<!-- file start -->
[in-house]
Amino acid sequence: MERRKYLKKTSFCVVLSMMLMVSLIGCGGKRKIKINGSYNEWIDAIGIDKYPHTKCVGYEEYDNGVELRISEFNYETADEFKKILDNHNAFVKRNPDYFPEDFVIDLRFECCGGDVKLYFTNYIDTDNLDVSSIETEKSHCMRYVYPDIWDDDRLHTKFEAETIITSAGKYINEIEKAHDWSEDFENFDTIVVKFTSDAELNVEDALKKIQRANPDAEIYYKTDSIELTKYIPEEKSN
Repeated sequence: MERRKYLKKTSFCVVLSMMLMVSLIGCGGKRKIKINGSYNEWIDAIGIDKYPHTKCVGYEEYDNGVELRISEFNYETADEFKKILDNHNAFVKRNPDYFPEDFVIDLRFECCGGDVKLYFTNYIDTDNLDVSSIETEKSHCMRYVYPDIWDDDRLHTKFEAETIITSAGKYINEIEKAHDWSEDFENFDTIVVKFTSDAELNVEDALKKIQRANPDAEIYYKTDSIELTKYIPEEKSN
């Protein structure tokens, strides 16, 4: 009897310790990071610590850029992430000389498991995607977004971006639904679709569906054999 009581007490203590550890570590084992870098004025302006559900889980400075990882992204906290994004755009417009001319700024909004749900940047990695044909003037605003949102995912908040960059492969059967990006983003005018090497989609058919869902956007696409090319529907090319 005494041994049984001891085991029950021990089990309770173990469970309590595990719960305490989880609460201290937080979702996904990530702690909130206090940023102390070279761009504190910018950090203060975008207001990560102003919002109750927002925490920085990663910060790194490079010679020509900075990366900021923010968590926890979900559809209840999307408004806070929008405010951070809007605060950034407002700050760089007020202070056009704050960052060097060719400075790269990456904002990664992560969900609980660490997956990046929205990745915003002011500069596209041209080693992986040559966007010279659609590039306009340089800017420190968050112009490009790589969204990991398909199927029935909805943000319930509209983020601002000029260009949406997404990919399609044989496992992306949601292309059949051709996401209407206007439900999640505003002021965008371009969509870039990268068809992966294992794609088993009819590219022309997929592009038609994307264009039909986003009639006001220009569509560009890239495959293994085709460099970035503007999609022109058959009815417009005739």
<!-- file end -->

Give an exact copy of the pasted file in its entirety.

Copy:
[in-house]
Amino acid sequence: MERRKYLKKTSFCVVLSMMLMVSLIGCGGKRKIKINGSYNEWIDAIGIDKYPHTKCVGYEEYDNGVELRISEFNYETADEFKKILDNHNAFVKRNPDYFPEDFVIDLRFECCGGDVKLYFTNYIDTDNLDVSSIETEKSHCMRYVYPDIWDDDRLHTKFEAETIITSAGKYINEIEKAHDWSEDFENFDTIVVKFTSDAELNVEDALKKIQRANPDAEIYYKTDSIELTKYIPEEKSN
Repeated sequence: MERRKYLKKTSFCVVLSMMLMVSLIGCGGKRKIKINGSYNEWIDAIGIDKYPHTKCVGYEEYDNGVELRISEFNYETADEFKKILDNHNAFVKRNPDYFPEDFVIDLRFECCGGDVKLYFTNYIDTDNLDVSSIETEKSHCMRYVYPDIWDDDRLHTKFEAETIITSAGKYINEIEKAHDWSEDFENFDTIVVKFTSDAELNVEDALKKIQRANPDAEIYYKTDSIELTKYIPEEKSN
């Protein structure tokens, strides 16, 4: 009897310790990071610590850029992430000389498991995607977004971006639904679709569906054999 009581007490203590550890570590084992870098004025302006559900889980400075990882992204906290994004755009417009001319700024909004749900940047990695044909003037605003949102995912908040960059492969059967990006983003005018090497989609058919869902956007696409090319529907090319 005494041994049984001891085991029950021990089990309770173990469970309590595990719960305490989880609460201290937080979702996904990530702690909130206090940023102390070279761009504190910018950090203060975008207001990560102003919002109750927002925490920085990663910060790194490079010679020509900075990366900021923010968590926890979900559809209840999307408004806070929008405010951070809007605060950034407002700050760089007020202070056009704050960052060097060719400075790269990456904002990664992560969900609980660490997956990046929205990745915003002011500069596209041209080693992986040559966007010279659609590039306009340089800017420190968050112009490009790589969204990991398909199927029935909805943000319930509209983020601002000029260009949406997404990919399609044989496992992306949601292309059949051709996401209407206007439900999640505003002021965008371009969509870039990268068809992966294992794609088993009819590219022309997929592009038609994307264009039909986003009639006001220009569509560009890239495959293994085709460099970035503007999609022109058959009815417009005739």